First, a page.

Lettings ISPs Sell Your Data, Seriously Weakens Existing Consumer Protections.
With the newly passed Senate resolution, that protection is gone, leaving ISPs free to share and sell “data, including online browsing activity, mobile app data, and emails and online chats” to third-party companies. The vote was 50-48 in favor, exclusively supported by Republican senators.
Now you know who to thank when your Social Security Number is spread all over the place (that may seem dramatic, but SSID is one of the pieces of information that your ISP can now share without permission).
This is an absolutely atrocious invasion of privacy – one that provides no benefits to consumers and only gives ISP more means for making a profit off a service they already charge users for. During the resolution’s debate, Senator Ed Markey (D) said “the acronym ‘ISP’ now stands for ‘information sold for profit,’ and ‘invading subscriber privacy,’ rather than ‘Internet service providers.’”
This outcome demonstrates the importance of sensible policies on digital privacy – something that the US government has a bad track record with. While we often like to champion the capabilities of technology, that alone cannot solve all of our problems.
For instance, even with these new regulations, SSL/TLS can still provide some privacy from your ISP’s prying eyes. When using HTTPS, a network observer cannot see the specific page you have visited on a website, but they can still see the hostname.
This means that HTTPS prevents your ISP from seeing what you have searched for on Google. But they will be able to see that you navigated from Google to WebMD.com, and then to Diabetes.org. This demonstrates the trivial ease with which a network-level observer with aggregate data can identify what you are doing, even with some protections. (By the way, this is another good reason for you to adopt HTTPS for your site. Give your users the ability to value and prioritize their privacy instead of taking that decision away from them by only offering HTTP).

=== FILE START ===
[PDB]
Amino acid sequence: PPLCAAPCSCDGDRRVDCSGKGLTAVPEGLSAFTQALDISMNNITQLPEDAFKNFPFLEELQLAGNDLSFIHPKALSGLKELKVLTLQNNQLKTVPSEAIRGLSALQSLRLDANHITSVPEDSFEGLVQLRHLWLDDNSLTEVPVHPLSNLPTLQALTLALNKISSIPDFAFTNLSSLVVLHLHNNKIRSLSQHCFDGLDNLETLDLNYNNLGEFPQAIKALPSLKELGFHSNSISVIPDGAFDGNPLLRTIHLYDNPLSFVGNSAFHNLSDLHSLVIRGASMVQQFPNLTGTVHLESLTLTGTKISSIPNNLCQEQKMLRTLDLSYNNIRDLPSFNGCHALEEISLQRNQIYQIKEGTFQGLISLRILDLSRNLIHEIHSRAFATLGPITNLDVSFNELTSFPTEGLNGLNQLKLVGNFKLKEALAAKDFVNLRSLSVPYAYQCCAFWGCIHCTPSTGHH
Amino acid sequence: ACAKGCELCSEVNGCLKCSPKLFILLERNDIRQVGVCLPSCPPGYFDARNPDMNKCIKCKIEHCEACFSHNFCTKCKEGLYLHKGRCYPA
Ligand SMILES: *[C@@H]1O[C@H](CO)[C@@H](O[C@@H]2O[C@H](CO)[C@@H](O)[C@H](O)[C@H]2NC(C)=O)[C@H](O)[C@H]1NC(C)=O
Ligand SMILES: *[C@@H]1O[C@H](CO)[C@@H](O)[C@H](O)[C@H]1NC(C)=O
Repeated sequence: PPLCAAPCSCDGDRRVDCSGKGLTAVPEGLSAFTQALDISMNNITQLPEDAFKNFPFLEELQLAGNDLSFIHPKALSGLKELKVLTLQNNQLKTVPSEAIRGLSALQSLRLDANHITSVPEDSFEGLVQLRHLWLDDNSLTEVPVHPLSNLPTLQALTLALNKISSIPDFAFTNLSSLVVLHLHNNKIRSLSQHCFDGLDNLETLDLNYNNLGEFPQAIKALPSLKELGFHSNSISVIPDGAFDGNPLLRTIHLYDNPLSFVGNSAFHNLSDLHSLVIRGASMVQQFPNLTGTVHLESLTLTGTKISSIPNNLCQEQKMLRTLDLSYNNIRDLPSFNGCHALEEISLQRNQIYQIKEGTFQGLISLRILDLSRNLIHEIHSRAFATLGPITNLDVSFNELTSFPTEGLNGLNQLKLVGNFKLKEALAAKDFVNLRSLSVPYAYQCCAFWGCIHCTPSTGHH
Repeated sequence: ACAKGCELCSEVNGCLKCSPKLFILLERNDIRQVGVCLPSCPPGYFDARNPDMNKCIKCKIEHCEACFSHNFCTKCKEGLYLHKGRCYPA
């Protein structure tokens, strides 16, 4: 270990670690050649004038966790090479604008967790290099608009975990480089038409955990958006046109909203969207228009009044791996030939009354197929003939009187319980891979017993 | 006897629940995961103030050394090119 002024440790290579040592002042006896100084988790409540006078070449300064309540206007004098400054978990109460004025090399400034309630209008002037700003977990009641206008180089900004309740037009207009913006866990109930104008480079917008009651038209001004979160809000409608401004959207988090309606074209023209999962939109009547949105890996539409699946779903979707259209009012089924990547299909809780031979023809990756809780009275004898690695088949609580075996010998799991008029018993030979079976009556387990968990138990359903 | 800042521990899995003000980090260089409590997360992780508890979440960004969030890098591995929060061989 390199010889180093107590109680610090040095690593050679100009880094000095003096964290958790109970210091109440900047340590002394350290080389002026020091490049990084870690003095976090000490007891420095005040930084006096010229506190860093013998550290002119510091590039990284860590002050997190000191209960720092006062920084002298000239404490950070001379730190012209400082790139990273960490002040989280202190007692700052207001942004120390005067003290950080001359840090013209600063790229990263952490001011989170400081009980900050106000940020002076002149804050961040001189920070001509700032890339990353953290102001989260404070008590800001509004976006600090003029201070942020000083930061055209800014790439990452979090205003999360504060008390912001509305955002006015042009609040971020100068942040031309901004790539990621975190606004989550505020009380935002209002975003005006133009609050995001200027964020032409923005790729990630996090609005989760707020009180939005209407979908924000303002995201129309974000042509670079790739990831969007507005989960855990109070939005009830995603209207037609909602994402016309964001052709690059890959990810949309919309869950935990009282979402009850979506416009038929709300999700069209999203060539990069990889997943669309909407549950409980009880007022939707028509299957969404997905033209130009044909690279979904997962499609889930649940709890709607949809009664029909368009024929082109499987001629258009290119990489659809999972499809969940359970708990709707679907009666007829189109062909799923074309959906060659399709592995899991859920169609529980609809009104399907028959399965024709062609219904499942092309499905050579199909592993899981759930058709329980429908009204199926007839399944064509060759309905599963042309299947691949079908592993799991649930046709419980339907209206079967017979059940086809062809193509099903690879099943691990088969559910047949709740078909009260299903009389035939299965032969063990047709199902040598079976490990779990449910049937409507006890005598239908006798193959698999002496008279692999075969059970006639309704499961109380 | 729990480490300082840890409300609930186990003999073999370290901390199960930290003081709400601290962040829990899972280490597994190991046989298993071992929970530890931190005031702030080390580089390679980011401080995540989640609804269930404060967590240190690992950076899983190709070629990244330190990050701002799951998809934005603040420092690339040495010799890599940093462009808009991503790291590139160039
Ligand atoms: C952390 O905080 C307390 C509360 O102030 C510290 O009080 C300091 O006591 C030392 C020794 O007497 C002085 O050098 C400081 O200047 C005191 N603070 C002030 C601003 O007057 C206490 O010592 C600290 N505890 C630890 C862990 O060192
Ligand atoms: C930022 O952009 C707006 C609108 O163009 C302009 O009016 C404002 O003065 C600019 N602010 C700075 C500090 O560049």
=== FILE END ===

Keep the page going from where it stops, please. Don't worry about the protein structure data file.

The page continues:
Users could go further and bolster their protections by also using a VPN – which would encrypt all traffic from their local computer and effectively blind their ISP. But in the digital realm, privacy and safety are usually unrelated. So unless your VPN provider isn’t rubbish – which is a big assumption to make – you may be sacrificing one protection for another.
By using a VPN you are really just shifting your exposure instead of limiting it. After all, instead of your ISP seeing everything you’re doing, now your VPN provider will. Given that there is less oversight over VPN providers, they may not provide any privacy improvement at all.
So that is another technology solution which fails to really work…
This does not even get into the topic of usability or the fact that keeping a shred of privacy online will take money, know-how, and the inevitable troubleshooting and inconveniences of such a complicated method just to do some simple web browsing.
So, what’s more reasonable – to play a cat and mouse game with various protocols, services, and software to keep your basic privacy rights intact? Or would it be better for our government to start taking our digital rights seriously, and start passing sensible legislation?